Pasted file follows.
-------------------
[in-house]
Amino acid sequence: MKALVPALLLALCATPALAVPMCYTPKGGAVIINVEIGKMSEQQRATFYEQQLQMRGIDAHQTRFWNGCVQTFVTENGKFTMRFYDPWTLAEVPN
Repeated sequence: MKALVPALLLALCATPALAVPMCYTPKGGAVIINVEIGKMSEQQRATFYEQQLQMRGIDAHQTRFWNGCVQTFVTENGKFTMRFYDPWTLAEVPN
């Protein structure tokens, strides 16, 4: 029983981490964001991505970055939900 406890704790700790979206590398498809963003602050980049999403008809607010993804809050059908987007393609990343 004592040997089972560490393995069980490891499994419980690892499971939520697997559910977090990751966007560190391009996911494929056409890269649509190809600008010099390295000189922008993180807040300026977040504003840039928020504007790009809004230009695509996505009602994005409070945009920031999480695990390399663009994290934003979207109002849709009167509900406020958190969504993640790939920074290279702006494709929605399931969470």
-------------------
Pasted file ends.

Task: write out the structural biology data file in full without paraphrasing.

[in-house]
Amino acid sequence: MKALVPALLLALCATPALAVPMCYTPKGGAVIINVEIGKMSEQQRATFYEQQLQMRGIDAHQTRFWNGCVQTFVTENGKFTMRFYDPWTLAEVPN
Repeated sequence: MKALVPALLLALCATPALAVPMCYTPKGGAVIINVEIGKMSEQQRATFYEQQLQMRGIDAHQTRFWNGCVQTFVTENGKFTMRFYDPWTLAEVPN
């Protein structure tokens, strides 16, 4: 029983981490964001991505970055939900 406890704790700790979206590398498809963003602050980049999403008809607010993804809050059908987007393609990343 004592040997089972560490393995069980490891499994419980690892499971939520697997559910977090990751966007560190391009996911494929056409890269649509190809600008010099390295000189922008993180807040300026977040504003840039928020504007790009809004230009695509996505009602994005409070945009920031999480695990390399663009994290934003979207109002849709009167509900406020958190969504993640790939920074290279702006494709929605399931969470």